THOMAS et al. v. WILEY.
Sylvester Wiley sued Freda Thomas and Bob Maddox Chrysler Plymouth, Inc. (“Bob Maddox”) to recover damages for injuries sustained in a collision between a motorcycle operated by Wiley and an automobile driven by Thomas.
Defendants asserted defenses of contributory negligence, avoidance of consequences (an aspect of contributory negligence), and assumption of risk.
Evidence was presented showing the fault of all parties. The intersection at which the collision occurred is not controlled by stop or yield signs in any direction, and Bob Maddox had parked cars along the roadway obstructing both drivers' views. Thomas failed to stop her car even though she was exiting the parking lot of the dealership onto a roadway. However, she had been to the dealership only once before and had not observed any traffic at this intersection. Wiley, on the other hand, worked at an adjacent dealership and was aware of the hazards surrounding the intersection. He knew that vehicles exiting the dealership did not stop, and although had not seen any collisions, he had observed a number of “near misses.” Although Wiley testified that he was proceeding along the roadway at a safe rate of speed and slowed down before the collision, a Bob Maddox employee who witnessed the collision testified otherwise. For the most part, evidence of Wiley's damages was either uncontested or not preserved in the record.
At trial, the jury was given a special verdict form containing four questions. The first question required the jury to determine if plaintiff was in some way negligent and contributed to his own damages and, if so, to apportion the negligence by assigning a percentage to it. The second and third questions required the jury to make the same findings as to each defendant. The fourth question required the jury to find in what amount the plaintiff was damaged.
The jury responded to the first three questions on the special verdict form by finding that each party was chargeable with equal negligence (i.e., 331/313 percent) contributing to plaintiff's damages. But, in response to the last question, the jury found that plaintiff sustained no damages.
Before entry of judgment on the verdict, Wiley moved for a new trial. Several days later, the trial court, without entering judgment on the verdict, ordered a new trial on the ground that the verdict was “contrary to law.” Thomas and Bob Maddox moved for reconsideration, complaining, among other things, that their right to respond to the motion for new trial under Uniform State Court Rule 6.2 had been denied. After giving the defense an opportunity to be heard, the court entered an order denying the motion for reconsideration. We granted Thomas' and Bob Maddox's application for interlocutory appeal of that order.
1. Thomas and Bob Maddox first contend that the trial court erred in granting Wiley's motion for new trial before entering judgment on the verdict and without giving them 30 days to respond to the motion pursuant to Uniform State Court Rule 6.2.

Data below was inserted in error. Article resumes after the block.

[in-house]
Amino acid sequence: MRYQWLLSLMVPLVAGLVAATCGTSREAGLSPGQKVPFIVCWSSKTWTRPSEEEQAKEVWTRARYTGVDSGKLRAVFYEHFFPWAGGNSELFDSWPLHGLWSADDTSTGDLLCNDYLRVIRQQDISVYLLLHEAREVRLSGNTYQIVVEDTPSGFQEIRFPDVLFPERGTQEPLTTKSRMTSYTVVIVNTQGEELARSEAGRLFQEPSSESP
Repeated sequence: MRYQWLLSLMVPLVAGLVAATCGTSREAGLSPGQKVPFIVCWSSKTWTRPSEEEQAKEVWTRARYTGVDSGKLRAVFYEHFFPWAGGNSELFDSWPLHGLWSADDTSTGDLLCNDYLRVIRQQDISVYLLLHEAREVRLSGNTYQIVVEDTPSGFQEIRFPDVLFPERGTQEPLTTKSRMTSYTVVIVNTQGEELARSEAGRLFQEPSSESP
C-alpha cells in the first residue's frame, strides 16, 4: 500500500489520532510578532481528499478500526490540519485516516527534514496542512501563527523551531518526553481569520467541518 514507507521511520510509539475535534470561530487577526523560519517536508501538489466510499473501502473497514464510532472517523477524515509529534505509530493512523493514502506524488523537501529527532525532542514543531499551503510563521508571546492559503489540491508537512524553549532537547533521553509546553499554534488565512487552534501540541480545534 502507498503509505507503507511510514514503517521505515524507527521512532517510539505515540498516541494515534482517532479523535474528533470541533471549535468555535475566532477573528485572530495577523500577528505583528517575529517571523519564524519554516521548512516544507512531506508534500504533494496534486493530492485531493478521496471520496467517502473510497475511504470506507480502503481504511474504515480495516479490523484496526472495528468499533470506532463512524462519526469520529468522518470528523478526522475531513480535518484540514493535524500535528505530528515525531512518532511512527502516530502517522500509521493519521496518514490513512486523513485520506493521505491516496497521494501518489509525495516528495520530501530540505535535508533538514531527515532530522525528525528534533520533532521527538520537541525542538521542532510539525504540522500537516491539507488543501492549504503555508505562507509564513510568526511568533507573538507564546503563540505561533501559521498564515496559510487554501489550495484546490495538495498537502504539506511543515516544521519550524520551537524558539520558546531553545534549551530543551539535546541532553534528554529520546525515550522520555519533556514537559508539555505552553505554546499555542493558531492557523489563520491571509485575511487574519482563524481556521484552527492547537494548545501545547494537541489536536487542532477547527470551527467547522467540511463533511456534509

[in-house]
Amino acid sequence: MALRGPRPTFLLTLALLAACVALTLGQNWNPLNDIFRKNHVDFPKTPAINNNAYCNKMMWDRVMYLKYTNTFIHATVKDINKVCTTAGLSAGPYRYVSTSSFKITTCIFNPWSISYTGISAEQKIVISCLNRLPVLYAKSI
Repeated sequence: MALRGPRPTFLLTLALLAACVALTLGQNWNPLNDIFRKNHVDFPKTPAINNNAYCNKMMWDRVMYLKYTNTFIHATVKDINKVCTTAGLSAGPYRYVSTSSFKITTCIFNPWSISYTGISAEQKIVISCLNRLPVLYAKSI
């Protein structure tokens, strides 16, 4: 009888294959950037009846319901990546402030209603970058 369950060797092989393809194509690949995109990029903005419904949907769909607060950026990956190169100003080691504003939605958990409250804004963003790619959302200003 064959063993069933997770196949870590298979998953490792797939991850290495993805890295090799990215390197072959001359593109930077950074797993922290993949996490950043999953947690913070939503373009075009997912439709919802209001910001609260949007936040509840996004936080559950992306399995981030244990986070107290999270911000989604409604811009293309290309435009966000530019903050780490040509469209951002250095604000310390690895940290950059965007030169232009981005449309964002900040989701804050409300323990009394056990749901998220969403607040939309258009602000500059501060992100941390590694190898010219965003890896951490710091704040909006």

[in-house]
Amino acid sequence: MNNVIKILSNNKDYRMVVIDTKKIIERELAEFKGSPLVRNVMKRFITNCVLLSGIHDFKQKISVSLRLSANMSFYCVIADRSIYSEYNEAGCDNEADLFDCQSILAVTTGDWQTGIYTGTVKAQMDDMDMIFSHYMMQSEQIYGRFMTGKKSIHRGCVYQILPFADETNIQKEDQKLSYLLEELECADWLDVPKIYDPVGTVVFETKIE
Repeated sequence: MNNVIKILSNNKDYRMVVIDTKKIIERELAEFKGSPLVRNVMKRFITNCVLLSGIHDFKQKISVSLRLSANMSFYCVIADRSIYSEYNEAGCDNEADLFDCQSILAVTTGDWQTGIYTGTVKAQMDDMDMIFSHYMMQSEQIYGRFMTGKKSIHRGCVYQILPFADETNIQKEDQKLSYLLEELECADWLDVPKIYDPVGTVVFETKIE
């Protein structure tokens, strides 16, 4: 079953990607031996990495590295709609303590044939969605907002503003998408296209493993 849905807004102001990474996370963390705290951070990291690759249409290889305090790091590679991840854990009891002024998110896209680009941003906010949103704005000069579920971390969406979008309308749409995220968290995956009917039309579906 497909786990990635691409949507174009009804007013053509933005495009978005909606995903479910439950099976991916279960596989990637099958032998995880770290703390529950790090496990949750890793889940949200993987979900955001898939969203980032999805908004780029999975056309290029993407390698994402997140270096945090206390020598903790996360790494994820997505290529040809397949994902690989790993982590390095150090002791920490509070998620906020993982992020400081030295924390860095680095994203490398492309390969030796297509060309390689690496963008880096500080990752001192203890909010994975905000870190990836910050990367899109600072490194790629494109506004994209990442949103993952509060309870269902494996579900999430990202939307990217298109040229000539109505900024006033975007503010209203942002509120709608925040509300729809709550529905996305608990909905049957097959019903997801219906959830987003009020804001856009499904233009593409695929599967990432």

It is true that a motion for new trial filed before entry of the judgment is premature, OCGA § 5-5-40(a), as is an order granting a new trial. See OCGA § 5-5-40(h). But defendants did not seek to set aside the order on that ground at the trial level. They merely sought an opportunity to be heard. Therefore, they have waived their challenge to the timeliness of the order. Since their right to be heard was not abridged, this enumeration is without merit.
2. Thomas and Bob Maddox contend that the court erred in denying their motion for directed verdict as Wiley assumed the risk of his injuries.
This contention is based primarily on the assertion that Wiley sped through the intersection without slowing down. Defendants were not entitled to a directed verdict, since there was a conflict in the evidence on this issue. This is not one of those plain, palpable, and undisputed cases in which it can be said that, as a matter of law, Wiley assumed the risk of his injuries and damages. See Trustees of Trinity College v. Ferris, 228 Ga.App. 476, 479(3), 491 S.E.2d 909 (1997). The question was one for the jury.
3. Thomas and Bob Maddox next complain of the action of the trial court in ordering a new trial.
The trial court in this case ordered a new trial based on the general grounds. This Court will not speculate upon the grounds the trial court might have granted a first motion for a new trial. Holton v. Jones, 174 Ga.App. 654, 655, 331 S.E.2d 26 (1985). “[W]e observe that in this state the trial judge is vested with the strongest of discretions to review the case and to set the verdict aside if he is not satisfied with it.” Id. As required by OCGA § 5-5-50, the first grant of a new trial is not to be reversed by an appellate court unless the verdict set aside by the trial court was absolutely demanded. Gledhill v. Brown, 44 Ga.App. 670, 672, 162 S.E. 824 (1932). The record presented to this Court does not demand such a reversal.
BLACKBURN, P.J., and BARNES, J., concur.